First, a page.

Astrology definition oxford
Is anticipating someone's reaction, composing a recipe, devising a marketing strategy or reading an x-ray divination? Such false assumptions are based on a misunderstanding of the act of divination. He points out that it is widely accepted that Babylonian astrology was divinatory as it involved the reading of omens. Since that time, astrology never actually changed but merely adapted to fit in with the prevailing paradigm. But even Cornelius does not claim that the entire field of astrology is divination. He proposes categorizing astrology into natural and divinatory astrology.
He accepts that astrology has some objective phenomena that are amenable even to our present day science. He argues that this objective astrology of nature can co-exist with subjective intuition. It is true that Astrology is defined as divination by Meriam-Websters online and by the Encyclopedia Britannica.
Though some publications are by the same publishers, only those where the wording has substantially changed, suggesting different contributing authors, were considered. Not one of the current dictionaries in 'English English' include the word divination in their definition of astrology. As the first three arguments are based on unverified opinion that are not supported by the dictionary definition of divination, the only argument that counts is point 4. The counter argument is that divination is a subordinate term for astrology - a hyponym.
It would be like defining a swan as a white bird - a swan can be categorized under white birds, but a white bird is not an adequate definition for swans in general. Astrology can be divination, but it is not correct to say that all astrology is divination. Divination is not sufficiently comprehensive for astrology. Astrology is not widely defined as divination by expert sources Though standard definitions vary with astrology defined as an art, study, practice, method, system and divination, 'study' seems to be the predominant dictionary definition.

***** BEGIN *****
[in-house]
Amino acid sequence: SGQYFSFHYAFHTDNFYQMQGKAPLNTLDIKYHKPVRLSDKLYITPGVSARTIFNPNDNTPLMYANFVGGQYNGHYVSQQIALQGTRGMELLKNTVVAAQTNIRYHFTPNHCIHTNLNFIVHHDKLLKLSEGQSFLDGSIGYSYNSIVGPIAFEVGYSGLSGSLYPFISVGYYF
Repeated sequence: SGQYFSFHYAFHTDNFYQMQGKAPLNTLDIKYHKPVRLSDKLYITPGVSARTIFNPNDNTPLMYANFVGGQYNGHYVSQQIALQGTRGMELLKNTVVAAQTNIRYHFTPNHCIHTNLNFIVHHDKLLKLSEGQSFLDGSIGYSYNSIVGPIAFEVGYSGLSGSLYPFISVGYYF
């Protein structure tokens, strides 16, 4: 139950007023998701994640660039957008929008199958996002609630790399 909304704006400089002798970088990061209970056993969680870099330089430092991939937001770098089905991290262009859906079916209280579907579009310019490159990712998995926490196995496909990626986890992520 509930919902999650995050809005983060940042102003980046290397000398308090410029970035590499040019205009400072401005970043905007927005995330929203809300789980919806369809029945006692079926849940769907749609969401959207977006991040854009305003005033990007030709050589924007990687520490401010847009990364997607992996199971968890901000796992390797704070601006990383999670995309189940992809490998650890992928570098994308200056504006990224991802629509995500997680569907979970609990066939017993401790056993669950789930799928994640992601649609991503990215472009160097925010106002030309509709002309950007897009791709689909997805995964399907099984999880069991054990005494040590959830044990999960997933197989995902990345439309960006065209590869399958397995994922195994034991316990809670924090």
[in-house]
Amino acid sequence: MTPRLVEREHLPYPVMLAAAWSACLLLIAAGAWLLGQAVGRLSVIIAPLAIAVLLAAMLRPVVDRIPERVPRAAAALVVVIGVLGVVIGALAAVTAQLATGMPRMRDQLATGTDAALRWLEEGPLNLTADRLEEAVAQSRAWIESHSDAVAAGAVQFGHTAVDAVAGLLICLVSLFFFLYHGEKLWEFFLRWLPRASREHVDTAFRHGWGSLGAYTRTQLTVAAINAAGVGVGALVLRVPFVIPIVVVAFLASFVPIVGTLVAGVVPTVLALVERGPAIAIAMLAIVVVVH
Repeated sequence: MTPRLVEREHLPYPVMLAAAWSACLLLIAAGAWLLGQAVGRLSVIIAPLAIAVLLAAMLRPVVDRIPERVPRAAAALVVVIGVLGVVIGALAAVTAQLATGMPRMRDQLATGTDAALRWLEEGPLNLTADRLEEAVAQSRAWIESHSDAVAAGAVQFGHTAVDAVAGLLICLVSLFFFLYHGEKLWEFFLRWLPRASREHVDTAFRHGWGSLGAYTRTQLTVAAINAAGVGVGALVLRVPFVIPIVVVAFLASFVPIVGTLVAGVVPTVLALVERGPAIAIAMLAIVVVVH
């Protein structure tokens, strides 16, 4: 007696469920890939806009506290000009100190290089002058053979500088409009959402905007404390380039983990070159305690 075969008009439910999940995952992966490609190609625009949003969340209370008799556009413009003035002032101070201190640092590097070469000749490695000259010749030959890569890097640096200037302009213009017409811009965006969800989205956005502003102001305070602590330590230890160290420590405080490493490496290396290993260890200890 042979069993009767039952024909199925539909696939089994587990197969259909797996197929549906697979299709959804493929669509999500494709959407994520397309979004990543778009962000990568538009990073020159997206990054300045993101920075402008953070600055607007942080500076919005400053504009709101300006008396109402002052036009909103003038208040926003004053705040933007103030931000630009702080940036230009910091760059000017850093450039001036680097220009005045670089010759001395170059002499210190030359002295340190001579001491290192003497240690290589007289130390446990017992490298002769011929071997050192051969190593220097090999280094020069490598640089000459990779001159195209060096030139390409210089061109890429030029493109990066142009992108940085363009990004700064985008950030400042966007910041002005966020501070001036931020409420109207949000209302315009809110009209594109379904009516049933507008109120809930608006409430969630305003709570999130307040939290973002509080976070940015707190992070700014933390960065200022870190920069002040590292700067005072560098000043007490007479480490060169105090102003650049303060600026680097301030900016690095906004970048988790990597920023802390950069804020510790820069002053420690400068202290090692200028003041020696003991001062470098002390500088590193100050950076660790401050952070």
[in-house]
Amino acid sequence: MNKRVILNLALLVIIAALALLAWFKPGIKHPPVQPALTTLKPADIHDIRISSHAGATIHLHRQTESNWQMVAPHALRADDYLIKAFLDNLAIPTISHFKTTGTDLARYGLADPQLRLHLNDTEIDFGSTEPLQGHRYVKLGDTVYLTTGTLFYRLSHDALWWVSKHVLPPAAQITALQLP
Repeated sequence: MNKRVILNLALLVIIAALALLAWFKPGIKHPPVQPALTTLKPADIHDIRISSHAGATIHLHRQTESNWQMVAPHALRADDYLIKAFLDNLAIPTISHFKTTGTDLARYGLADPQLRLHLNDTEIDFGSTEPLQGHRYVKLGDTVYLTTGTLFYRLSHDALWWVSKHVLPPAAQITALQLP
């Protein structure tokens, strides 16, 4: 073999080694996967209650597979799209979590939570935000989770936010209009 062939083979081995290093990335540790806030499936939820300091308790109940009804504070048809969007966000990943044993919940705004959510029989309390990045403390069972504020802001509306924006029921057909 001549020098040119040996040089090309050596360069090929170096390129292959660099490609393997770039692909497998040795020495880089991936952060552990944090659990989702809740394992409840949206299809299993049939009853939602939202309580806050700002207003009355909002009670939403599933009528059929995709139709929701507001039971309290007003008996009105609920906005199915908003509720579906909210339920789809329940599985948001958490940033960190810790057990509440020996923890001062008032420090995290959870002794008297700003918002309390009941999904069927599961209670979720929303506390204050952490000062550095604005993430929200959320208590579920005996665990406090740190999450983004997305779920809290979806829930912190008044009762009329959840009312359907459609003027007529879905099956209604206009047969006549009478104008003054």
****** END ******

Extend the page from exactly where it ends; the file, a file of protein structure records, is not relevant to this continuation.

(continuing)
In addition, scholars and astrologers rarely label the field of astrology as divination.
As Cornelius concedes in his lecture advocating astrology as divination "Lecture after lecture and book after book, I almost never encountered the word "divination" in relation to astrology. Divination is too contentious and misleading as a definition. The use of the term divination to define astrology is controversial and this is most notable within the astrological profession as per Cornelius's comments. Divination is also open to misunderstanding and confusion.
It is customary to define topics from a neutral point of view and ideally without confusing or specialised terminology. Since there are alternative independently verified terms for astrology, why not use a term that at least corresponds to how the profession defines themselves? Divination is one of several models and is not the claim of most astrologers. This is explained in the Wikipedia Astrology page under mechanisms.
Divination fails to address all branches of Astrology. Many areas of astrology such as Natal Astrology, Psychological Astrology or Locational Astrology are not primarily about prediction or forecasting, though it is arguable that future potential represents a forecast. However some parts of astrology are either explicitly down to natural forces or do not involve any form of forecasting. Natural astrology is the study of the correlation between natural phenomena such as the tides, weather astro-meteorology , seismic activity and Solilunar and planetary cycles and sunspots.
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The Celestial Sphere